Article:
As conscious consumerism continues to rise, more and more organisations are adopting a proactive approach to positively impact humanity and the world we live in.
Brand activism is the term that refers to the efforts an organisation takes toward social, political, economic and environmental issues, and it’s not going away any time soon.
Why? Because 21st century people want more from their job than just a good payslip. A study by Edelman (2018) revealed nearly 2 in 3 people are belief-driven buyers. Meaning they will support, avoid or boycott a brand based on their stand to societal issues.
What can we learn from brands that do good?
For starters, we’ve picked out three of our favourite purpose-driven brands and listed their actions in support of their company’s mission.
Patagonia, an outdoor clothing brand, for activity and sports, which pushes for change around ethical + environmental issues.
Their mission: “Build the best product, cause no unnecessary harm, use business to inspire and implement solutions to the environmental crisis”
How do they keep to their word?
- They have a self-imposed 1% earth tax which they donate to environmental not-for-profits
- They previously made a switch from conventional cotton, which was responsible for 20% of their profit, to organic cotton
- They have a grant scheme for organisations who identify and work on root causes of environmental issues
- Plus, they donated 100% of their Black Friday sales to environmental organisations back in 2016
Tony’s Chocolonely, a Dutch chocolate company, which uses 100% slave free practices in their production processes.
Their mission: ‘100% slave free the norm in chocolate’
- Tony’s Chocolonely is 100% free from slave labour
- Chocolonely Foundation is funded through chocolate sales – donating 1% of its net revenue to ‘slave-free’ chocolate projects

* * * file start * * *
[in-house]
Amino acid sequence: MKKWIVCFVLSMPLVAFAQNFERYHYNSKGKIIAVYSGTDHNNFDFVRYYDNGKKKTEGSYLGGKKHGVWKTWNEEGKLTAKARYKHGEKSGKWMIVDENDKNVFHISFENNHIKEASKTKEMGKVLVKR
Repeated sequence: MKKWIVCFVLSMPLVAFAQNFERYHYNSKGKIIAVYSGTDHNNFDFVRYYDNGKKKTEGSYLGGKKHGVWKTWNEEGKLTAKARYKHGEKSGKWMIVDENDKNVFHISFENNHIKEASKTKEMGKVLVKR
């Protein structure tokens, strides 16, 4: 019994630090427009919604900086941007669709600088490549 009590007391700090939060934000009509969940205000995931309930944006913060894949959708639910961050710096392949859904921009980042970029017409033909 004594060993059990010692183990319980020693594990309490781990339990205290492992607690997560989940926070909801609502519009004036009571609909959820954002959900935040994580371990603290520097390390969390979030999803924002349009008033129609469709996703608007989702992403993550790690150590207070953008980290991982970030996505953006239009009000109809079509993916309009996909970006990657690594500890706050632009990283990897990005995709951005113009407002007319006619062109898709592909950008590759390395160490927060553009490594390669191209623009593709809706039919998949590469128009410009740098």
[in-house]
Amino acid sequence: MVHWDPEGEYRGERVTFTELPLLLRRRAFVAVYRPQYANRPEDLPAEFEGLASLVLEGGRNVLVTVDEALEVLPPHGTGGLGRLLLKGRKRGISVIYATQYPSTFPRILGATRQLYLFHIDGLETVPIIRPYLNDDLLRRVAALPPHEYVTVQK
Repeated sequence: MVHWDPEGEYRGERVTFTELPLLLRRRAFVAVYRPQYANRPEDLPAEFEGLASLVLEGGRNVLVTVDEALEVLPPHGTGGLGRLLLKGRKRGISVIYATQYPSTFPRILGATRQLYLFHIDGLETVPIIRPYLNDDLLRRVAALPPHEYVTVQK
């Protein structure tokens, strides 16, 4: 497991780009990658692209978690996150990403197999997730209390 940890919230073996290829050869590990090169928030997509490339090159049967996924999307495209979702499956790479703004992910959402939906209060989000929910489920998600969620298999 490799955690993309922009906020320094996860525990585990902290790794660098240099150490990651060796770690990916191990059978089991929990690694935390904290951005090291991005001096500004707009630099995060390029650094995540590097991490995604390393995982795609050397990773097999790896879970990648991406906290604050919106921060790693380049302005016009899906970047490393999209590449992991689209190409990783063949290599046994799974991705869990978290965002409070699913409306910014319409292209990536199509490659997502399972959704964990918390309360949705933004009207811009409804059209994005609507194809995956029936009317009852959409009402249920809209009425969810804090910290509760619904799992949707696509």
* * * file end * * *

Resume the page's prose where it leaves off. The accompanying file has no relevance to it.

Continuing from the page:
- They work directly with farmer cooperatives so farmers can sell their beans for a better price. This means the coco mass in the chocolate bars are fully traceable to farmers they hold personal relationships with
- Tony’s pay coco farmers 25% more than the standard price they receive on their cocoa. This is based on calculations so farmers have a ‘living income’.
Ethique, a skincare company who is plastic free, cruelty free and palm oil free which uses plant-based, vegan ingredients.
Their mission: ‘to rid the world of plastic waste’.
- To date Ethique has prevented over 6 million plastic bottles from being made
- They are Palm oil free
- In 2019 Ethique’s customers helped to save 2,970,000 litres of water
- They donate 20% of their profits to environmental groups annually
What’s the secret to being a better force for good?
- Authenticity – do your actions align with your image? Put simply do you do what you say you do? People want to support and connect with brands that hold ethical and environmental issues close to their core, rather than a quick fix project to boost ‘image’.
- Purpose driven missions – How do you give back? People want to hear about the good you are doing with the profit you are making. The value doesn’t lie in the profits at the end of each month, it lies in why your company even exists in the first place.
- Brand activism – use your voice for positive change! People want to be part of something bigger. Don’t just say it, prove it. You can start by asking people which causes they care about and have people come up with ideas on how they can support social, political, economic and environmental issues.
Remember social and environmental cause initiatives should not be designed to directly create business results, instead align them with your purpose and values.
For more advice on ways your company culture could thrive through purpose, get in touch with a member of our team happyhq.co.uk.